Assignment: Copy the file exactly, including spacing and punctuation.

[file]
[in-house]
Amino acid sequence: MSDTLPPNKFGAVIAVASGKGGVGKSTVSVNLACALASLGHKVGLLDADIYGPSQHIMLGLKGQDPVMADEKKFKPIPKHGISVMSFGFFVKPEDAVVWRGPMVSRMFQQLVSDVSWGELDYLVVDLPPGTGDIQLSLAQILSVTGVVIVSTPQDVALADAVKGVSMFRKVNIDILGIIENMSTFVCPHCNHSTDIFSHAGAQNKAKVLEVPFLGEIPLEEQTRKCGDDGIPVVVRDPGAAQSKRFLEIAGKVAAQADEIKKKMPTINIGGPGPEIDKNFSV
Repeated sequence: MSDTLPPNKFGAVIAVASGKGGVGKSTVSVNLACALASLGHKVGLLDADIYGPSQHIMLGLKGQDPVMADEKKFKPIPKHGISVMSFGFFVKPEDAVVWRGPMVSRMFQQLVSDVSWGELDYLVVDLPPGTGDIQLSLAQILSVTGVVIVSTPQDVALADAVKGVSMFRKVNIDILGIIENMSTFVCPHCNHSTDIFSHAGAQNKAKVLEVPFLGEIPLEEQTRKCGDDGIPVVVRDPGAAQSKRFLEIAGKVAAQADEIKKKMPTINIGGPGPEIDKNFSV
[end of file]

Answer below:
[in-house]
Amino acid sequence: MSDTLPPNKFGAVIAVASGKGGVGKSTVSVNLACALASLGHKVGLLDADIYGPSQHIMLGLKGQDPVMADEKKFKPIPKHGISVMSFGFFVKPEDAVVWRGPMVSRMFQQLVSDVSWGELDYLVVDLPPGTGDIQLSLAQILSVTGVVIVSTPQDVALADAVKGVSMFRKVNIDILGIIENMSTFVCPHCNHSTDIFSHAGAQNKAKVLEVPFLGEIPLEEQTRKCGDDGIPVVVRDPGAAQSKRFLEIAGKVAAQADEIKKKMPTINIGGPGPEIDKNFSV
Repeated sequence: MSDTLPPNKFGAVIAVASGKGGVGKSTVSVNLACALASLGHKVGLLDADIYGPSQHIMLGLKGQDPVMADEKKFKPIPKHGISVMSFGFFVKPEDAVVWRGPMVSRMFQQLVSDVSWGELDYLVVDLPPGTGDIQLSLAQILSVTGVVIVSTPQDVALADAVKGVSMFRKVNIDILGIIENMSTFVCPHCNHSTDIFSHAGAQNKAKVLEVPFLGEIPLEEQTRKCGDDGIPVVVRDPGAAQSKRFLEIAGKVAAQADEIKKKMPTINIGGPGPEIDKNFSV